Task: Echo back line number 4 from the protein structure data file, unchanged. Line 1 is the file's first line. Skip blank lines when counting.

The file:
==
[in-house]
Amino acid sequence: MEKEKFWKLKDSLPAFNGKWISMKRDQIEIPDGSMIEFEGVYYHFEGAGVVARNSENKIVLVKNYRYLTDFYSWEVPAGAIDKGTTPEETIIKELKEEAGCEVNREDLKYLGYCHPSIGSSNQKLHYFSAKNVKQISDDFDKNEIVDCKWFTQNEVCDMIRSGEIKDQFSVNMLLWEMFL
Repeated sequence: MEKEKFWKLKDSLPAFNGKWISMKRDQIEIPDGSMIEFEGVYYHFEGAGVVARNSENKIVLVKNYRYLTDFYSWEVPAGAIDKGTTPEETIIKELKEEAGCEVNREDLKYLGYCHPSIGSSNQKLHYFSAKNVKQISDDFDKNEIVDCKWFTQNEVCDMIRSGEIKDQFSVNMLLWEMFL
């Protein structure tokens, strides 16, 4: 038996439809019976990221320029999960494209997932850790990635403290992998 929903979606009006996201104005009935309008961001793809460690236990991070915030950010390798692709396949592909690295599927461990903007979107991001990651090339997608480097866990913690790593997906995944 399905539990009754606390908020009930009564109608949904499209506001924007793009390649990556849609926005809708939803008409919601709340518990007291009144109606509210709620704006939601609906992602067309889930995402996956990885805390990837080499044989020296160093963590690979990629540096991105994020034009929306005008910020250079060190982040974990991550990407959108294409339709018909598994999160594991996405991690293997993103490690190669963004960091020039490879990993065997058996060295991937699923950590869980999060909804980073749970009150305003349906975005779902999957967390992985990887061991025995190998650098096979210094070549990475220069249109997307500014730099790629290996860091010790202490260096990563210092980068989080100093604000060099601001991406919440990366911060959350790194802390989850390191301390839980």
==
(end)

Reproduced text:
């Protein structure tokens, strides 16, 4: 038996439809019976990221320029999960494209997932850790990635403290992998 929903979606009006996201104005009935309008961001793809460690236990991070915030950010390798692709396949592909690295599927461990903007979107991001990651090339997608480097866990913690790593997906995944 399905539990009754606390908020009930009564109608949904499209506001924007793009390649990556849609926005809708939803008409919601709340518990007291009144109606509210709620704006939601609906992602067309889930995402996956990885805390990837080499044989020296160093963590690979990629540096991105994020034009929306005008910020250079060190982040974990991550990407959108294409339709018909598994999160594991996405991690293997993103490690190669963004960091020039490879990993065997058996060295991937699923950590869980999060909804980073749970009150305003349906975005779902999957967390992985990887061991025995190998650098096979210094070549990475220069249109997307500014730099790629290996860091010790202490260096990563210092980068989080100093604000060099601001991406919440990366911060959350790194802390989850390191301390839980």